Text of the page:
Audi has revealed an all new RS7, due in Australia mid-2020. The RS7 Sportback will sit alongside its more practical RS6 Avant brother to offer a sleeker package for Audi’s brutal twin-turbo V8 to reside in. The RS7 will line up against more traditional looking fast sedans in the form of Mercedes’ E63 S Sedan, and BMW’s M5 Competition.
According to Audi the RS7 Sportback shares just the bonnet, roof, boot, and doors with the regular A7 models; all other panels are machined exclusively for this RS grade. These bespoke body panels appear tightly stretched over the bulging engine and suspension components in a contoured fit.
Guards on the RS7 are flared like an 80’s Sport Quattro to accommodate a track-width extended 40mm to improve grip and handling for the RS model. Under the guards the RS7 is equipped with 21-inch alloy wheels and 275 section tyres as standard, with larger 22-inch wheels shod with 285 section tyres optional.
In the effort to keep the RS7 both comfortable, planted, and offer greater ride-height adjustment Audi has specified air suspension across all variants. The RS7 sits 20mm lower than a regular A7 under normal conditions, over 120km/h the car will hunker down dropping a further 10mm to aid aerodynamics and stability. Audi has incorporated a handy nose lift function too, lifting the car by 20mm to negotiate low driveways and light off-road duties.
Optionally, RS7s will be available with a rear-wheel steer system. At slow speeds the rear wheels will turn in opposite directions to increase manoeuvrability, at high speeds the wheels will turn in the same direction to increase stability.
With the same four-litre twin-turbo V8 found in the RS6 Avant, the RS7 manages a 3.6 second sprint from 0-100km/h. It also boasts identical power figures with 441kW of power and a healthy 800Nm of torque that is produced between 2,100-4,500RPM.
The RS7 will top out at an impressive 305km/h if you opt for the Dynamic Plus option pack, or 280km/h with Dynamic pack. However, Audi is keeping top speed a pay-top-play affair, in standard trim the RS7 will be electronically limited to 250km/h.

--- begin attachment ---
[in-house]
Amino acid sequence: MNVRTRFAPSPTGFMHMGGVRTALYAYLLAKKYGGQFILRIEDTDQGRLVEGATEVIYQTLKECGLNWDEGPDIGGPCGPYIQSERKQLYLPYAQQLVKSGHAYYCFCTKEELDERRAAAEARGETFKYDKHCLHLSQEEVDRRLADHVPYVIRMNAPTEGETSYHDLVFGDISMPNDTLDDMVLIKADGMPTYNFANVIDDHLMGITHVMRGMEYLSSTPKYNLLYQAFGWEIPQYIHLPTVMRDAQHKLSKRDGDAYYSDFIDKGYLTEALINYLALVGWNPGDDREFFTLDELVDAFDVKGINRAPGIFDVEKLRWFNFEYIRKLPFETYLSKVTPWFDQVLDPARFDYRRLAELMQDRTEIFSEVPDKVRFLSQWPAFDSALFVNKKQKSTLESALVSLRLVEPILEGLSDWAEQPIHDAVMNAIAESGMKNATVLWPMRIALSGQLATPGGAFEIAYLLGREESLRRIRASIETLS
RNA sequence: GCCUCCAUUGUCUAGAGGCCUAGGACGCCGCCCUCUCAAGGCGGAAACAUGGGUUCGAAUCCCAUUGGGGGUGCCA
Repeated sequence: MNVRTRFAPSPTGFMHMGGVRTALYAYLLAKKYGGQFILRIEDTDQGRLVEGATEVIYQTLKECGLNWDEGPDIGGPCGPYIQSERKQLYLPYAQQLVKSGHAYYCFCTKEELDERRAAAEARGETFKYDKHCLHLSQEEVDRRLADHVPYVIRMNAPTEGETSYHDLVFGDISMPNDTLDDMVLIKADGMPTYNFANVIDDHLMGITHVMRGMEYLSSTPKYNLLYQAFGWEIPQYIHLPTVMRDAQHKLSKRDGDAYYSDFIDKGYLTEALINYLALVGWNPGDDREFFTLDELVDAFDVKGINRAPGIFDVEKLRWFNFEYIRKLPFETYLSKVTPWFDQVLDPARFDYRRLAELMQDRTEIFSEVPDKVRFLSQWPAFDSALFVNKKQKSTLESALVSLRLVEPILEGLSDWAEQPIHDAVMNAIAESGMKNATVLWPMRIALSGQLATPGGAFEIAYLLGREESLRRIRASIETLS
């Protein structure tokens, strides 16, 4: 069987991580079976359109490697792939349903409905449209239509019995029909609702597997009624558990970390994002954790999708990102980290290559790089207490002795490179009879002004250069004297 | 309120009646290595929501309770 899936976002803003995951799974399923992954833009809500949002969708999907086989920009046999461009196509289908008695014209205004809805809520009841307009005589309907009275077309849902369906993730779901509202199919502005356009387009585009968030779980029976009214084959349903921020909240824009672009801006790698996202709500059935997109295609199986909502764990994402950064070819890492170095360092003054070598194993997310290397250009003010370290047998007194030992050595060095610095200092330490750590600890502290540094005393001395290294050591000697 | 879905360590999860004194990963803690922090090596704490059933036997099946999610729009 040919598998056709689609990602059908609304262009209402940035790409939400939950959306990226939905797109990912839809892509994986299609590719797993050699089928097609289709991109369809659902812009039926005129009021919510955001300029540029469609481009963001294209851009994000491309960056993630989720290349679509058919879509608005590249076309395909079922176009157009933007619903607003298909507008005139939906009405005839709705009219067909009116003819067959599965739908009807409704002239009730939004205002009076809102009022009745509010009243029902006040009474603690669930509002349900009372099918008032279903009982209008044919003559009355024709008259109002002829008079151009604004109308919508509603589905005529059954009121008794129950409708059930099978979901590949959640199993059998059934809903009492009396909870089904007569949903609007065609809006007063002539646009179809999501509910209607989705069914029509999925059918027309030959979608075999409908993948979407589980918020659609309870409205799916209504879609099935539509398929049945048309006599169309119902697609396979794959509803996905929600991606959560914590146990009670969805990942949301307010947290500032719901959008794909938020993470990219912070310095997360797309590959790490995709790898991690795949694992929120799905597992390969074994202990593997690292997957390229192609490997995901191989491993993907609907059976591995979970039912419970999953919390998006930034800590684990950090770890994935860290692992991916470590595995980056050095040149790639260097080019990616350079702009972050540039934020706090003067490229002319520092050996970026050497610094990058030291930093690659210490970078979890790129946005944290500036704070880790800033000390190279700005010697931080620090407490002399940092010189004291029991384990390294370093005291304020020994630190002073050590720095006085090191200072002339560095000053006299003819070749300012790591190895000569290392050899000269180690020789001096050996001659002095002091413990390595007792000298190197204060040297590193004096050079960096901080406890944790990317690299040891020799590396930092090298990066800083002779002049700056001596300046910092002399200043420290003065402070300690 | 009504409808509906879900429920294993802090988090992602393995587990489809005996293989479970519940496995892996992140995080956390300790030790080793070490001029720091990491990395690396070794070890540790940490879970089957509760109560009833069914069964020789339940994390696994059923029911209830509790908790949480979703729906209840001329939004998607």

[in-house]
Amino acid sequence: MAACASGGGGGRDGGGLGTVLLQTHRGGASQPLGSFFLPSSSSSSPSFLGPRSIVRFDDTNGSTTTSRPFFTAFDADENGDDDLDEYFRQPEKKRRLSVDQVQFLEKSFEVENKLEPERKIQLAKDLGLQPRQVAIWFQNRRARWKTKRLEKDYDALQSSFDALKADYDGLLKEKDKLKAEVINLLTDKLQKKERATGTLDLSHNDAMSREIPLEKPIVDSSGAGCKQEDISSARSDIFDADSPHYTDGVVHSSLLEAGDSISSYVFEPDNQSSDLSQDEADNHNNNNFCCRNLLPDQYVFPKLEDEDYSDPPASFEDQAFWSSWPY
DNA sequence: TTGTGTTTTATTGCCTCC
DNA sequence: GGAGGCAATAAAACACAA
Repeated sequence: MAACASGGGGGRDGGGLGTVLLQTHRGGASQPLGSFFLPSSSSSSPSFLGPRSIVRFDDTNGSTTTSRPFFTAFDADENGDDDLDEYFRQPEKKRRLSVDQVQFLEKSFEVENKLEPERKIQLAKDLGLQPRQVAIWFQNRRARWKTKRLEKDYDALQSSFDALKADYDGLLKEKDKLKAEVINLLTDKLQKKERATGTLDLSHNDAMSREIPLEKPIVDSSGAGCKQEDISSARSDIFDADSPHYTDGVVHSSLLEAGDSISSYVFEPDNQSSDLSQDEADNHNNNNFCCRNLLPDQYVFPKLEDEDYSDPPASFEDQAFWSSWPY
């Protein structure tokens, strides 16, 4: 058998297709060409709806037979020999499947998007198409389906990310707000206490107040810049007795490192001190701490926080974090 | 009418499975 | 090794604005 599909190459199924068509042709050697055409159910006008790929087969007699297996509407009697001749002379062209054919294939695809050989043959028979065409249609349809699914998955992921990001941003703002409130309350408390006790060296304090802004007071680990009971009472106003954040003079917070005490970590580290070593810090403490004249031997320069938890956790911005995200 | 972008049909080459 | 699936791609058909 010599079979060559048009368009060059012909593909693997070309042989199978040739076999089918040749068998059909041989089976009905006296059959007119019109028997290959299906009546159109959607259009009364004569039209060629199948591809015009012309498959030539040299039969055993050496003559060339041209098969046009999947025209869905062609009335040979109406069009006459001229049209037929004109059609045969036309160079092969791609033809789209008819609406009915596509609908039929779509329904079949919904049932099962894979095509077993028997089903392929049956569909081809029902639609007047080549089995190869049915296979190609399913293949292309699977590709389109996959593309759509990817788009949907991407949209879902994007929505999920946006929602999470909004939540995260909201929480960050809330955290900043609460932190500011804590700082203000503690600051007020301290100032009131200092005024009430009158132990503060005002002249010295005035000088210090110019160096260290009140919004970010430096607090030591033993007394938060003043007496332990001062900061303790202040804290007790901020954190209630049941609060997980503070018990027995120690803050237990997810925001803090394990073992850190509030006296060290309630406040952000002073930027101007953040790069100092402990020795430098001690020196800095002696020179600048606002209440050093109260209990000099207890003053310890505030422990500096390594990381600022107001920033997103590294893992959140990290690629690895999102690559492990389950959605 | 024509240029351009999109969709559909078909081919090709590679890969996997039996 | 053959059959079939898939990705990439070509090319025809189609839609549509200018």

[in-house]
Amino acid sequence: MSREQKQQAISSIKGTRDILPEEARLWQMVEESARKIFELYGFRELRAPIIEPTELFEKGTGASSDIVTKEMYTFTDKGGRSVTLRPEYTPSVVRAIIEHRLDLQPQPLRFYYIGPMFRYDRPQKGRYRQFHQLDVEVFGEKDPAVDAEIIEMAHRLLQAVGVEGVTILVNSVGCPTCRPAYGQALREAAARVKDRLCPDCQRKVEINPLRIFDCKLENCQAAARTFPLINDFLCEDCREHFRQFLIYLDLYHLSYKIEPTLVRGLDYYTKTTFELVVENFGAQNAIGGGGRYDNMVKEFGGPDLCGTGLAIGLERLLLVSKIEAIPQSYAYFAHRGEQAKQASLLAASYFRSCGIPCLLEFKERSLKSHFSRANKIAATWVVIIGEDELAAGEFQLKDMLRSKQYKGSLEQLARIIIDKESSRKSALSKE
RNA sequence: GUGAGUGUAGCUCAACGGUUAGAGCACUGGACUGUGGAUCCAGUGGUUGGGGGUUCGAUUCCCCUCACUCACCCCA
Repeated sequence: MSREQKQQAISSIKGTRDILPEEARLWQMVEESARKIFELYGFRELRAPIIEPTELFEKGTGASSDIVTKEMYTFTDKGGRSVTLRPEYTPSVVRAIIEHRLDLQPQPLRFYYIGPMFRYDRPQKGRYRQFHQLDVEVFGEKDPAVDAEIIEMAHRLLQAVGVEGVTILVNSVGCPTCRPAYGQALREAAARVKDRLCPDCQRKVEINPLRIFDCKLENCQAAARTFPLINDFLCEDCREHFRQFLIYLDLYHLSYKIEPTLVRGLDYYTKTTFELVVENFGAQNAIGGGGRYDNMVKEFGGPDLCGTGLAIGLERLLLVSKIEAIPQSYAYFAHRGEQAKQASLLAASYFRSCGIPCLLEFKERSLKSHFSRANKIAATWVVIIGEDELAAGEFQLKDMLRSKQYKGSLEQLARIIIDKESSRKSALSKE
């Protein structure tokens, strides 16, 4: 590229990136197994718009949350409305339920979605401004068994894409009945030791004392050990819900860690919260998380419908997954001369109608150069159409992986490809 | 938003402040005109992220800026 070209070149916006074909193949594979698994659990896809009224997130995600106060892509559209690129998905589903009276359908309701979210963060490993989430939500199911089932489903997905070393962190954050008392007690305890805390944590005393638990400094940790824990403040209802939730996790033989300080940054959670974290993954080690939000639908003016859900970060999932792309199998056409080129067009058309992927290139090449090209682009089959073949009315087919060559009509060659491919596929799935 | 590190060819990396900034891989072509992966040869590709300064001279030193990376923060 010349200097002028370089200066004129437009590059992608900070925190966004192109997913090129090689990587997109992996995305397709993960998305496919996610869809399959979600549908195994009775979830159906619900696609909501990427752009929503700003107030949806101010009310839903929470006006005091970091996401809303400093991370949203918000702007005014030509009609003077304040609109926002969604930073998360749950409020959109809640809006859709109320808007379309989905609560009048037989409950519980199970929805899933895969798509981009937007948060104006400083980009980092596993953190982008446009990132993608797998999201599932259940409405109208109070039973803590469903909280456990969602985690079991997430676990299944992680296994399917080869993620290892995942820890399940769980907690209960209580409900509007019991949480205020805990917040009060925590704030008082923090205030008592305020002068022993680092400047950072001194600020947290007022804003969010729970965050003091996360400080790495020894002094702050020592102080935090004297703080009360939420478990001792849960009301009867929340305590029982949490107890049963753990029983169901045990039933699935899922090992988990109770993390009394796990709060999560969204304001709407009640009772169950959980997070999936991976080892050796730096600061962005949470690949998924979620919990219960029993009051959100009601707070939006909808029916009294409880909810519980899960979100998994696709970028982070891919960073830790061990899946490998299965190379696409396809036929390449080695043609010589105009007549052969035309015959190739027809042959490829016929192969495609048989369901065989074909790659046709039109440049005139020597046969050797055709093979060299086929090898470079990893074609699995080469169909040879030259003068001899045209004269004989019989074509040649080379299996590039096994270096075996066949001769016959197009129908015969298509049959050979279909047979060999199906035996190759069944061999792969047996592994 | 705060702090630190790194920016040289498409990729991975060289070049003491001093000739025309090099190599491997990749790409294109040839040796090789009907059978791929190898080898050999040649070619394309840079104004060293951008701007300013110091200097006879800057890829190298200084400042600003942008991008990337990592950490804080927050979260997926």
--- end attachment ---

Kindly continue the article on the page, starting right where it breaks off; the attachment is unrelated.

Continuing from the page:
Drive is transferred through an eight-speed torque converter automatic to Audi’s famous Quattro all-wheel-drive system. The default torque split being 40:60 front to rear, however the car will shuffle up to 70% to the front axle and, happily, 85% to the rear as it sees fit.
A torque-vectoring system is standard on all RS7 models; as standard the system uses brakes to trim the inside wheel to keep the car in check. Optionally, a quattro sport limited slip differential will be fitted with the Dynamic or Dynamic Plus option packs.
Attempting to make the RS7 more frugal than before Audi has implemented a cylinder deactivation system and a 348 volt mild hybrid system. Dependent on drive mode selected between 55-160km/h the RS7 will either recover energy for the large lithium-ion battery, or coast with the engine disengaged to save fuel.
Extra power scavenged when coasting and a larger battery will mean more advanced start-stop technology is possible, allowing the RS7 to engage and disengage its powerful V8 seamlessly. Audi claim that the combination of cylinder deactivation and the MHEV tech they have managed to save total 0.8l/100km. It seems small, but every little bit counts in 2019.
Interior of the RS7 is standard Audi fare. The design appears minimal, with neat integration of the brand’s MMI infotainment system into the dashboard and centre console. In front of the flat-bottom steering wheel we’ll find Audi’s digital dash. The system works in conjunction with Audi’s MMI and will include RS readouts giving information on G-force, oil temperature, boost-pressure, and all-important lap times.
Audi will include a plethora of settings for drivers to fine-tune the RS7 to their liking with quick access RS1 and RS2 modes. The RS modes will be available on the steering wheel. With the touch of a button and the grand tourer will change character from Dr. Jekyll to Mr. Hyde.
When it arrives the RS7 will be available with over 30 driver assistance systems, notable inclusions are adaptive cruise, intersection assist, lane-change assist and 360 degree cameras, and an AEB system.
The RS7 Sportback will arrive in Australia by mid-2020 alongside its more practical RS6 Avant brother. Exact pricing and specifications will become available closer to arrival.
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